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The Battle for International LawSouth-North Perspectives on the Decolonization Era$
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Jochen von Bernstorff and Philipp Dann

Print publication date: 2019

Print ISBN-13: 9780198849636

Published to Oxford Scholarship Online: December 2019

DOI: 10.1093/oso/9780198849636.001.0001

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PRINTED FROM OXFORD SCHOLARSHIP ONLINE (oxford.universitypressscholarship.com). (c) Copyright Oxford University Press, 2021. All Rights Reserved. An individual user may print out a PDF of a single chapter of a monograph in OSO for personal use. date: 22 October 2021

A Battlefield TransformedThe United Nations and the Struggle over Postcolonial Statehood

A Battlefield TransformedThe United Nations and the Struggle over Postcolonial Statehood

Chapter:
(p.257) 11 A Battlefield TransformedThe United Nations and the Struggle over Postcolonial Statehood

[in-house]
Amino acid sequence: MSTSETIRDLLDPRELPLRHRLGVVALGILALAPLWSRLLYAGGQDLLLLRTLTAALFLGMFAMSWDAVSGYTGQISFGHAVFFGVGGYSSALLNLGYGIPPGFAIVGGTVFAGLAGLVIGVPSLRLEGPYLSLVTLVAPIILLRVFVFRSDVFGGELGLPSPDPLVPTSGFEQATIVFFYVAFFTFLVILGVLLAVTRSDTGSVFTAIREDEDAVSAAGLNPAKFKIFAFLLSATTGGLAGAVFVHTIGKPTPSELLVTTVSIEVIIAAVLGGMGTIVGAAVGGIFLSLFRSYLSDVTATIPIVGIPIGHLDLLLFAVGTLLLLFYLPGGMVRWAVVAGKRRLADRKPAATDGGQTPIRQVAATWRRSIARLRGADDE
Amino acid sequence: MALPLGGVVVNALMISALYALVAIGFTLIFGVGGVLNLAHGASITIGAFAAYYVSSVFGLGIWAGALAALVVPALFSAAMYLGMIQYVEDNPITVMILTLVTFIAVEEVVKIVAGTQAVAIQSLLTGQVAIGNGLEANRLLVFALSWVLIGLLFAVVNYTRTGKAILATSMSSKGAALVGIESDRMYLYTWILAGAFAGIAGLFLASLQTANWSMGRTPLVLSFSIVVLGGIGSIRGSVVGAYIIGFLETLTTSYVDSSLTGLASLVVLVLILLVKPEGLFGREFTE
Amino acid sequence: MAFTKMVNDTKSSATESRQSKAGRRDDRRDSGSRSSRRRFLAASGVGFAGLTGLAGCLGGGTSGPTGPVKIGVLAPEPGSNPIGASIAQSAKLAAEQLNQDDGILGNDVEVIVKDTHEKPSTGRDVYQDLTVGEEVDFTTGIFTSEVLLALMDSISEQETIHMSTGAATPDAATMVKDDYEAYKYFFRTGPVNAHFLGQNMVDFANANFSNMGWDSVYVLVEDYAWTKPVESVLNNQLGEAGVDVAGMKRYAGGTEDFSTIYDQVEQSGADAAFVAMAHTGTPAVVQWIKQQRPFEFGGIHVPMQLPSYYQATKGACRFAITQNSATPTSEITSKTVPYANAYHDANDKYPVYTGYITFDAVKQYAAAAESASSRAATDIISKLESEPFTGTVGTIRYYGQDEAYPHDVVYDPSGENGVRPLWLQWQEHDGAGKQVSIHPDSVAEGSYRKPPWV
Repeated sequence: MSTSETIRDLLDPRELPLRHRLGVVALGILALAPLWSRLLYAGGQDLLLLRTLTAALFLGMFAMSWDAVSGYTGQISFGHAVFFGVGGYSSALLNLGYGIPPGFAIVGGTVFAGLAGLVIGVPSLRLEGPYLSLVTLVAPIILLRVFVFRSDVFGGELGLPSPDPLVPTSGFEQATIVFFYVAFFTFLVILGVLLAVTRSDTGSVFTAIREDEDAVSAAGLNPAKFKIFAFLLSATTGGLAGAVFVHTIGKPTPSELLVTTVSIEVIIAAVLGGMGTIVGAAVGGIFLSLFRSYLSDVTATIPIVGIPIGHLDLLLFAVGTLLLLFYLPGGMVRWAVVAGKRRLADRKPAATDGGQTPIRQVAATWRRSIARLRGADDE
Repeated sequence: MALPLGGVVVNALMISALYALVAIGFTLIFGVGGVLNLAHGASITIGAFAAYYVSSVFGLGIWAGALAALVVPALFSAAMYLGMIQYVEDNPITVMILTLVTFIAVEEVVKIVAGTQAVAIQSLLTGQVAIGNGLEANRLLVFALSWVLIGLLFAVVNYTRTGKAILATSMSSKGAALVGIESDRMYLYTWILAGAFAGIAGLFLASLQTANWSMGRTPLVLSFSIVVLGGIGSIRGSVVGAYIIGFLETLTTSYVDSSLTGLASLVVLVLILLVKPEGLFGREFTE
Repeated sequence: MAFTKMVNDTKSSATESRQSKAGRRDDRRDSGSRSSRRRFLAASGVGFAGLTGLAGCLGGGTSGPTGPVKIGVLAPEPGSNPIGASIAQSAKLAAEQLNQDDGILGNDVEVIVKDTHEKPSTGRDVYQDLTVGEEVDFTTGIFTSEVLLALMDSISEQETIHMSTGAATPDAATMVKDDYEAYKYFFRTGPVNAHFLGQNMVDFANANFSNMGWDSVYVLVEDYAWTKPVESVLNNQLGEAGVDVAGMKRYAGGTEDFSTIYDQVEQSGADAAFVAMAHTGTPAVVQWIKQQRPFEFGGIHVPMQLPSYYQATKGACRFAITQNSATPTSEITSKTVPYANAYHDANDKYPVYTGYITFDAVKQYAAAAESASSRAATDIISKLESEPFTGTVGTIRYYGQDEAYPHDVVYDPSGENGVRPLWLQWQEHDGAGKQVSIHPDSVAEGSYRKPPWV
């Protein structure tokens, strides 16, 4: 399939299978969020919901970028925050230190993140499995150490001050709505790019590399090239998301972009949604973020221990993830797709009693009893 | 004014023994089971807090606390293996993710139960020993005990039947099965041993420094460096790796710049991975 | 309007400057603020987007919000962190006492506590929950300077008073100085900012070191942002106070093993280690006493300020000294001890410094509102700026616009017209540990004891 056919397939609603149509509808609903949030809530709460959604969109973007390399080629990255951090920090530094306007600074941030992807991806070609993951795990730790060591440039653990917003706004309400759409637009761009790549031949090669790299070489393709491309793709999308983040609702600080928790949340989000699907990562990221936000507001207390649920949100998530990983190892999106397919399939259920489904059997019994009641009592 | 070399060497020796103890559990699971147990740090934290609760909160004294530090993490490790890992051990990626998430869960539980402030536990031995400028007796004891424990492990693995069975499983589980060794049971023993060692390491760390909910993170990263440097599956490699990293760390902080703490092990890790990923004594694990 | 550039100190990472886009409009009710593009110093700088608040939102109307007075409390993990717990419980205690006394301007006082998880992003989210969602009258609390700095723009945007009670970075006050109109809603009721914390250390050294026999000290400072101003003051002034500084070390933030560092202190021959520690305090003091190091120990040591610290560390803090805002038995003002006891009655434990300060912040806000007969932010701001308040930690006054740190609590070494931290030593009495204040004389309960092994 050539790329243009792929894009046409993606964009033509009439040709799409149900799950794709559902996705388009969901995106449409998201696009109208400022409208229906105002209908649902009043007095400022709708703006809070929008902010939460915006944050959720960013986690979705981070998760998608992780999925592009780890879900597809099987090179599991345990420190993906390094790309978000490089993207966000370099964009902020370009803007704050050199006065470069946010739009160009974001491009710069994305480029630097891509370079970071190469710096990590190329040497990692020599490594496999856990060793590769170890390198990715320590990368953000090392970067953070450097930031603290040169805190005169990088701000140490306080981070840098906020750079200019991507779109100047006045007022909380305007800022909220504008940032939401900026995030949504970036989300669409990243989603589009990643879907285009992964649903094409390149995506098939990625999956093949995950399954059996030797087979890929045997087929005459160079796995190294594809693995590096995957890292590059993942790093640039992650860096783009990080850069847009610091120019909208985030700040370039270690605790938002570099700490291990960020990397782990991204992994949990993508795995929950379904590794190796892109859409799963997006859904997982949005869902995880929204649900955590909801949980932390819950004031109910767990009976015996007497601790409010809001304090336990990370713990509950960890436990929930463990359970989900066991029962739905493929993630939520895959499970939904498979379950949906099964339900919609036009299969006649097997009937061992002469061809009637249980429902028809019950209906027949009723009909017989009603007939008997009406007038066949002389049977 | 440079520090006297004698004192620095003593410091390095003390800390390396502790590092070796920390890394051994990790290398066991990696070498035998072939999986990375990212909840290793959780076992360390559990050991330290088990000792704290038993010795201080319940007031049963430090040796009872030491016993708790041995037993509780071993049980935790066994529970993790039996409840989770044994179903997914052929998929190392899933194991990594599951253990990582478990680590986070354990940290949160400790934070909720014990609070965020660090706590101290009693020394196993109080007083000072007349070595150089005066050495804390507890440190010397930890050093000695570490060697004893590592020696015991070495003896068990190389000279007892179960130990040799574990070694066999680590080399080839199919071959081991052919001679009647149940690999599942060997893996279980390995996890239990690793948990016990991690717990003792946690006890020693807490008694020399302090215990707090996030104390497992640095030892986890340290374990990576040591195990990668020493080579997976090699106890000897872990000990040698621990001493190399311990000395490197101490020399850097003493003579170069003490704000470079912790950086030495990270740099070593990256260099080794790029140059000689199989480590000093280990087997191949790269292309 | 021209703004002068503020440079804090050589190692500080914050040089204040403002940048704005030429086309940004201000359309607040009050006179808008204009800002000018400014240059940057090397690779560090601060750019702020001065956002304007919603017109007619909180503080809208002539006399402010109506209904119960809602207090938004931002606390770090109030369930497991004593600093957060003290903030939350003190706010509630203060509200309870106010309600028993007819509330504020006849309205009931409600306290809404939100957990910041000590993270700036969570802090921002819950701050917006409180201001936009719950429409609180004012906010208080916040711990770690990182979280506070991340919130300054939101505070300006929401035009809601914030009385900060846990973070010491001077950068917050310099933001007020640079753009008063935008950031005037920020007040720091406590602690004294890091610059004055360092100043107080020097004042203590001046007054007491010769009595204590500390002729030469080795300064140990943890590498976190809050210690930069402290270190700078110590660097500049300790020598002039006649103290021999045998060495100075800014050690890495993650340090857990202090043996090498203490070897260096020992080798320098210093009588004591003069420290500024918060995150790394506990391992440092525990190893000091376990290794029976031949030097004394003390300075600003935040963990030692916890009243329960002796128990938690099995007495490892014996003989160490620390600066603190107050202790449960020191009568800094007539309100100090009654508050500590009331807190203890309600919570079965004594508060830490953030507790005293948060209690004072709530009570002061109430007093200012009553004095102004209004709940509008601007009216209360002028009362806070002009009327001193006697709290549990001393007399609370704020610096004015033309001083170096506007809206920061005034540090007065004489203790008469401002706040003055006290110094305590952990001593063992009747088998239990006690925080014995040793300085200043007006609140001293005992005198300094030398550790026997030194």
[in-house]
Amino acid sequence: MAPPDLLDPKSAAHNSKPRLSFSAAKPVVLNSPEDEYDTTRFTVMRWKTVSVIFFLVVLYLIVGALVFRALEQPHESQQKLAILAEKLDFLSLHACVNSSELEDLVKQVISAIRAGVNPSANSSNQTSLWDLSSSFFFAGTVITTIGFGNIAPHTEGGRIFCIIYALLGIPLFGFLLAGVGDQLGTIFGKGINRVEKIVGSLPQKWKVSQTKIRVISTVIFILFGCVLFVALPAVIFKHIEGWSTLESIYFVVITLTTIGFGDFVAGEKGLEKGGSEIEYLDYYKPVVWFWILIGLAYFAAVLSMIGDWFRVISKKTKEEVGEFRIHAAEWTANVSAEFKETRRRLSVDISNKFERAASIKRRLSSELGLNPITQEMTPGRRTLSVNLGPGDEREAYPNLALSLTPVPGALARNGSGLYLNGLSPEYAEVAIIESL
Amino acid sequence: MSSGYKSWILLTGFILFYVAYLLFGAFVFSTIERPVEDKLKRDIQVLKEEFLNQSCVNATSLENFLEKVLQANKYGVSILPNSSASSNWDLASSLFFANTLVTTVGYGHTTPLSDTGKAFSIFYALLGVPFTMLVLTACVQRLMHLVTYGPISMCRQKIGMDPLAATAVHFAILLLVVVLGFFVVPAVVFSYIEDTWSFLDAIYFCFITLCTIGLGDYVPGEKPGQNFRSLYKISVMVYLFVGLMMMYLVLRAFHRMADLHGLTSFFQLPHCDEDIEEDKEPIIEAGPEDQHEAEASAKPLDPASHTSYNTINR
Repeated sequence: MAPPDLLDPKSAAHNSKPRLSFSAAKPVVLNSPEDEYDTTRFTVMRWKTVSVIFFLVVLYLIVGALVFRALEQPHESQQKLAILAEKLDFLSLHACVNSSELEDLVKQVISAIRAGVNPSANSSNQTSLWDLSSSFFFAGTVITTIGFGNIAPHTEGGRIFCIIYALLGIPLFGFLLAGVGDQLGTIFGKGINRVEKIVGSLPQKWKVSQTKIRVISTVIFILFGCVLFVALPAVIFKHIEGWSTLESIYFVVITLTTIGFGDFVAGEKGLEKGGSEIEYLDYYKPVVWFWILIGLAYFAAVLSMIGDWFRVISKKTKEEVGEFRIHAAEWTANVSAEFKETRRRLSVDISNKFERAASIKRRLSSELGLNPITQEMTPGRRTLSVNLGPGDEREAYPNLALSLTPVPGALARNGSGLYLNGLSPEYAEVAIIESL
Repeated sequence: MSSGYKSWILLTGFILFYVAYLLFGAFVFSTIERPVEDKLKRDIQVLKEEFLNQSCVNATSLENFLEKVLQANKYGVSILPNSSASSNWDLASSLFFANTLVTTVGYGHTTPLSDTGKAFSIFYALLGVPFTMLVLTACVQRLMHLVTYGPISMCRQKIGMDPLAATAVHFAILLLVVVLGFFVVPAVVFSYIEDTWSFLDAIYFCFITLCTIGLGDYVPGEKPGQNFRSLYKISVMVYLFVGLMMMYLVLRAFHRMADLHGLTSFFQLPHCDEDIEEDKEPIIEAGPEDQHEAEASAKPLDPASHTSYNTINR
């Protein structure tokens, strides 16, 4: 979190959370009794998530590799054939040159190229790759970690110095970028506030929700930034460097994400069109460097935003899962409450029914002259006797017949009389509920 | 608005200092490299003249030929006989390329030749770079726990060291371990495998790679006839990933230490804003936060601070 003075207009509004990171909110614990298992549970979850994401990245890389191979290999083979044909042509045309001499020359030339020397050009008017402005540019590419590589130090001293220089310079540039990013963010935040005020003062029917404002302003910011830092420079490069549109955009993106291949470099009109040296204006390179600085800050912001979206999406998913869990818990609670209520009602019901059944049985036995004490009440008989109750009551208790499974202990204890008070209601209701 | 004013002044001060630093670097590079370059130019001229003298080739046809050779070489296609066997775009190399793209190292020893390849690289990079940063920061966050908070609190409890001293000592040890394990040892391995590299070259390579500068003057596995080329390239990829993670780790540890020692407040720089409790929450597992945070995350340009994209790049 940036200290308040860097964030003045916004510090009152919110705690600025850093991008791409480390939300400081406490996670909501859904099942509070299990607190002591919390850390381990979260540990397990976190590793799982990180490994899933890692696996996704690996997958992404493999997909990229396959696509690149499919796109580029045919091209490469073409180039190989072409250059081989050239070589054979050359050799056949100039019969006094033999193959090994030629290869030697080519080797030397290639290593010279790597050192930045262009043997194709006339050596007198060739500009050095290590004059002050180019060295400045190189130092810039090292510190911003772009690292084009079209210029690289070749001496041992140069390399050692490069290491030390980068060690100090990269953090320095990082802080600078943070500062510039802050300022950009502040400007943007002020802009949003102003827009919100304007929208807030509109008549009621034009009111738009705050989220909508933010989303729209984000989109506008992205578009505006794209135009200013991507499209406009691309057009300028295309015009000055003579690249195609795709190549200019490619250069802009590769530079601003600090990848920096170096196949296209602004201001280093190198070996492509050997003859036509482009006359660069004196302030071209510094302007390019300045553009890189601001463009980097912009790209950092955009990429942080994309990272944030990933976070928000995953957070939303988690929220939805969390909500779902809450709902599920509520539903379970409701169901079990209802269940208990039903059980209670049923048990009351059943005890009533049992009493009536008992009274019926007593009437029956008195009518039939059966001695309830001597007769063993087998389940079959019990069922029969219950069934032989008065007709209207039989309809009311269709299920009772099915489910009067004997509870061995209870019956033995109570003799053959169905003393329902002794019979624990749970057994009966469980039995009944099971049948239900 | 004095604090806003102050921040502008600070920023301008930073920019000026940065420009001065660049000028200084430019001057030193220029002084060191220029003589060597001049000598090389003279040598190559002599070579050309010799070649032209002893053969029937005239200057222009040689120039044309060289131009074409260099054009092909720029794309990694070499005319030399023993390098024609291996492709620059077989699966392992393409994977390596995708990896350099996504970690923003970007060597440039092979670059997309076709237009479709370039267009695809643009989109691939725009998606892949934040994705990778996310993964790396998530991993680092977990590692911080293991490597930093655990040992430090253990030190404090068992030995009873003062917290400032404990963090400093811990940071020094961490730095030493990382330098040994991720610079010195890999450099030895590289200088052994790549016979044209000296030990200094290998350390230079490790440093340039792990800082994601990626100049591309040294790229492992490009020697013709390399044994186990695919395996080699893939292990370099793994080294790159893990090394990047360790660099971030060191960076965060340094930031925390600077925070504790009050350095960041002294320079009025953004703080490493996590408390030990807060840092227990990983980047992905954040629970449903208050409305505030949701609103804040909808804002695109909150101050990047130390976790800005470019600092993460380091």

Source:
The Battle for International Law
Author(s):

Guy Fiti Sinclair

Publisher:
Oxford University Press
DOI:10.1093/oso/9780198849636.003.0012

As much as the United Nations (UN) provided an institutional context for decolonization, decolonization itself effected a profound transformation in the legal structures and powers of the UN. This chapter argues that that transformation was understood as necessary for the construction of modern states in the decolonized world—but that the meaning and expression of modern statehood was intensely contested throughout the period of decolonization. The chapter traces a series of interconnected struggles in the early UN over the form and functions of the nation-state, each of which resulted in innovations in the institutional framework and powers of the UN. In particular, it focuses on three axes of struggle, over the meaning of self-government, the values and practices of modern government, and the import of sovereign equality.

Keywords:   history of international law, decolonization, sovereignty, United Nations, sovereign equality, state in international law

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